Principal parts of a highway truss bridge are indicated in Fig. 13.1; those of a railroad truss are shown in Fig. 13.2.
Joints are intersections of truss members. Joints along upper and lower chords often are referred to as panel points. To minimize bending stresses in truss members, live loads generally are transmitted floor framing to the panel points of either chord in older,
shorter-span trusses. Bending stresses in members due to their own weight was often ignored in the past. In modern trusses, bending due to the weight of the members should be considered.
Chords are top and bottom members that act like the flanges of a beam. They resist the tensile and compressive forces induced by bending. In a constant-depth truss, chords are essentially parallel. They may, however, range in profile from nearly horizontal in a moderately variable-depth truss to nearly parabolic in a bowstring truss. Variable depth often improves economy by reducing stresses where chords are more highly loaded, around midspan in simple-span trusses and in the vicinity of the supports in continuous trusses.
Web members consist of diagonals and also often of verticals. Where the chords are essentially parallel, diagonals provide the required shear capacity. Verticals carry shear, provide
additional panel points for introduction of loads, and reduce the span of the chords under dead-load bending. When subjected to compression, verticals often are called posts, and when subjected to tension, hangers. Usually, deck loads are transmitted to the trusses through end connections of floorbeams to the verticals.
Counters, which are found on many older truss bridges still in service, are a pair of diagonals placed in a truss panel, in the form of an X, where a single diagonal would be subjected to stress reversals. Counters were common in the past in short-span trusses. Such short-span trusses are no longer economical and have been virtually totally supplanted by beam and girder spans. X pairs are still used in lateral trusses, sway frames and portals, but are seldom designed to act as true counters, on the assumption that only one counter acts at a time and carries the maximum panel shear in tension. This implies that the companion counter takes little load because it buckles. In modern design, counters are seldom used in the primary trusses. Even in lateral trusses, sway frames, and portals, X-shaped trusses are usually comprised of rigid members, that is, members that will not buckle. If adjustable counters are used, only one may be placed in each truss panel, and it should have open turnbuckles. AASHTO LRFD specifies that counters be avoided. The commentary to that provision contains reference to the historical initial force requirement of 10 kips. Design of such members by AASHTO SLD or LFD Specifications should include an allowance of 10 kips for initial stress. Sleeve nuts and loop bars should not be used.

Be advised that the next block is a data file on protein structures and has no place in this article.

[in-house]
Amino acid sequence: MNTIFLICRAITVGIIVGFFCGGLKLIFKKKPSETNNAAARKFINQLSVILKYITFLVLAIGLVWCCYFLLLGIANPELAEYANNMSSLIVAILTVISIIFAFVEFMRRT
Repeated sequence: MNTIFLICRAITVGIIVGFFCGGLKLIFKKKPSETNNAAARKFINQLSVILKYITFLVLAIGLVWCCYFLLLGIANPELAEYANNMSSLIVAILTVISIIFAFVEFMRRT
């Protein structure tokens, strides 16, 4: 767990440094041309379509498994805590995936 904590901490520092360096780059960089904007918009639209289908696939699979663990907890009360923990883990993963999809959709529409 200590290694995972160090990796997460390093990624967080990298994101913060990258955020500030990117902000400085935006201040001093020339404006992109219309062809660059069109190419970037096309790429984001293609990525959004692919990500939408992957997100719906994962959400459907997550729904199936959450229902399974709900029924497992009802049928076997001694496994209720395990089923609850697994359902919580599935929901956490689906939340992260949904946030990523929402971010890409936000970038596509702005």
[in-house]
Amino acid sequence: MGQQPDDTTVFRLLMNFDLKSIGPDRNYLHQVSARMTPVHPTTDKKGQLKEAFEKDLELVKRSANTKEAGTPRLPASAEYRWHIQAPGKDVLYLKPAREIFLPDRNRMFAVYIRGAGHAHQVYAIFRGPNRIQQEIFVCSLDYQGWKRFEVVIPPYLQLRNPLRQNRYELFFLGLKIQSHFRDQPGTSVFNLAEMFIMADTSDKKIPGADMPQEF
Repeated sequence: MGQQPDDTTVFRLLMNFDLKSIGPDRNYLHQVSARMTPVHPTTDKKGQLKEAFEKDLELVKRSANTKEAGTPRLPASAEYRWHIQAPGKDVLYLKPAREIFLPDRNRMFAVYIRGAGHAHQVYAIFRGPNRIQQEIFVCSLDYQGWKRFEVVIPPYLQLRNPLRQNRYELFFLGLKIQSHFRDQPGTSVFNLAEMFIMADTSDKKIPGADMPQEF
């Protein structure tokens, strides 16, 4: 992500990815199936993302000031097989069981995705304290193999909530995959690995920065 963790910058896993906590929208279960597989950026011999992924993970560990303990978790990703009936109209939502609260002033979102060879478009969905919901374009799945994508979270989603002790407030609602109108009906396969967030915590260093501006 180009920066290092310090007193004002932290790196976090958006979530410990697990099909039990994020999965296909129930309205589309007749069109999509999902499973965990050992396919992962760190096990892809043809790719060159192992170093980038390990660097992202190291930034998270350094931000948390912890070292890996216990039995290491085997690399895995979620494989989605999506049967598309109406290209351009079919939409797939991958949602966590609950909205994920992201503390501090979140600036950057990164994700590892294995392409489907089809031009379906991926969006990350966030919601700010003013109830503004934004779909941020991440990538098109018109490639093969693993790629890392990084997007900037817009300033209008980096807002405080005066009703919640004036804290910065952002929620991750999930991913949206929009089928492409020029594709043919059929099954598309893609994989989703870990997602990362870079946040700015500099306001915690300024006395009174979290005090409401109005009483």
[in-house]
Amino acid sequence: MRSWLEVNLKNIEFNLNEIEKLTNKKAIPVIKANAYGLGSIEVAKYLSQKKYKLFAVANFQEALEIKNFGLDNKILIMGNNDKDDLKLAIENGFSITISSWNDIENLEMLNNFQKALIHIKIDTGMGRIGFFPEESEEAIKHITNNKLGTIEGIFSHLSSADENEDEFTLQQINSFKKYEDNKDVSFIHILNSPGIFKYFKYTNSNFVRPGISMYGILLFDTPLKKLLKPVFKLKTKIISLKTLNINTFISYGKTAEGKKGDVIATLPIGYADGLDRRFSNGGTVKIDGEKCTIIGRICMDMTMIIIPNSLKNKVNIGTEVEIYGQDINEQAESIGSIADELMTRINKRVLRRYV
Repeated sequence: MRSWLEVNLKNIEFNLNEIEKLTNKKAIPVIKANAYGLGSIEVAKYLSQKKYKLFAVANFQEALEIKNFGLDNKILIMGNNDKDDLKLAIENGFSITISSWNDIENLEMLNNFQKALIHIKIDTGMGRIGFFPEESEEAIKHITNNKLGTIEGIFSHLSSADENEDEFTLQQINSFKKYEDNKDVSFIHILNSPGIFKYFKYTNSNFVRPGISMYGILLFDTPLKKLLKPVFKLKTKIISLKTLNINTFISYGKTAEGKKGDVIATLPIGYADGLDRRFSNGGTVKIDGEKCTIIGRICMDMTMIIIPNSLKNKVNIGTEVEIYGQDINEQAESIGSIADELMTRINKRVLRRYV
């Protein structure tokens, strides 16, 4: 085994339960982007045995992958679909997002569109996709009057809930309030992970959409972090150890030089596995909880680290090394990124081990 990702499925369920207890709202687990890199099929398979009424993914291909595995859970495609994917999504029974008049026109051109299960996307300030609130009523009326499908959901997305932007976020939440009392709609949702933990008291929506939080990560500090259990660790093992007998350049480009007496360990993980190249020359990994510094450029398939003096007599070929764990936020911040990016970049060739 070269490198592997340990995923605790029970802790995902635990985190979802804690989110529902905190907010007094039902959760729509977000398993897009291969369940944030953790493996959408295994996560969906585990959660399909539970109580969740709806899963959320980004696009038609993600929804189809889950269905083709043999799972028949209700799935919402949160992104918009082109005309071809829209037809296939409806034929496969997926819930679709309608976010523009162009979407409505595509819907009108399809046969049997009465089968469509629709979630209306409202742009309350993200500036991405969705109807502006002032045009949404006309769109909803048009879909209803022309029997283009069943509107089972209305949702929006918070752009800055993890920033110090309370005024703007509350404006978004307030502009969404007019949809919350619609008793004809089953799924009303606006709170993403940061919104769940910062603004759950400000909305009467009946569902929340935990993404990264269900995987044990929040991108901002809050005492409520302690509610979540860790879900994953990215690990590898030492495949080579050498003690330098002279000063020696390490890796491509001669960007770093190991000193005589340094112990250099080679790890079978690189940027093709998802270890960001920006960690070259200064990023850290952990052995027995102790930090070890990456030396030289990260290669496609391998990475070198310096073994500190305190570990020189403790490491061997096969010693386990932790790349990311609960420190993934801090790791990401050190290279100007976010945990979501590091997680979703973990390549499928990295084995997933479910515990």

End posts are compression members at supports of simple-span tusses. Wherever practical, trusses should have inclined end posts. Laterally unsupported hip joints should not be used.
Working lines are straight lines between intersections of truss members. To avoid bending stresses due to eccentricity, the gravity axes of truss members should lie on working lines.
Some eccentricity may be permitted, however, to counteract dead-load bending stresses.
Furthermore, at joints, gravity axes should intersect at a point. If an eccentric connection is unavoidable, the additional bending caused by the eccentricity should be included in the design of the members utilizing appropriate interaction equations.
AASHTO Specifications require that members be symmetrical about the central plane of a truss. They should be proportioned so that the gravity axis of each section lies as nearly as practicable in its center.
Connections may be made with welds or high-strength bolts. AREMA practice, however, excludes field welding, except for minor connections that do not support live load.
The deck is the structural element providing direct support for vehicular loads. Where the deck is located near the bottom chords (through spans), it should be supported by only two trusses.
Floorbeams should be set normal or transverse to the direction of traffic. They and their connections should be designed to transmit the deck loads to the trusses.
Stringers are longitudinal beams, set parallel to the direction of traffic. They are used to transmit the deck loads to the floorbeams. If stringers are not used, the deck must be designed to transmit vehicular loads to the floorbeams.
Lateral bracing should extend between top chords and between bottom chords of the two trusses. This bracing normally consists of trusses placed in the planes of the chords to provide stability and lateral resistance to wind. Trusses should be spaced sufficiently far apart to preclude overturning by design lateral forces.
Sway bracing may be inserted between truss verticals to provide lateral resistance in vertical planes. Where the deck is located near the bottom chords, such bracing, placed between truss tops, must be kept shallow enough to provide adequate clearance for passage of traffic below it. Where the deck is located near the top chords, sway bracing should extend in full-depth of the trusses.
Portal bracing is sway bracing placed in the plane of end posts. In addition to serving the normal function of sway bracing, portal bracing also transmits loads in the top lateral bracing to the end posts (Art. 13.6).
Skewed bridges are structures supported on piers that are not perpendicular to the planes of the trusses. The skew angle is the angle between the transverse centerline of bearings and a line perpendicular to the longitudinal centerline of the bridge.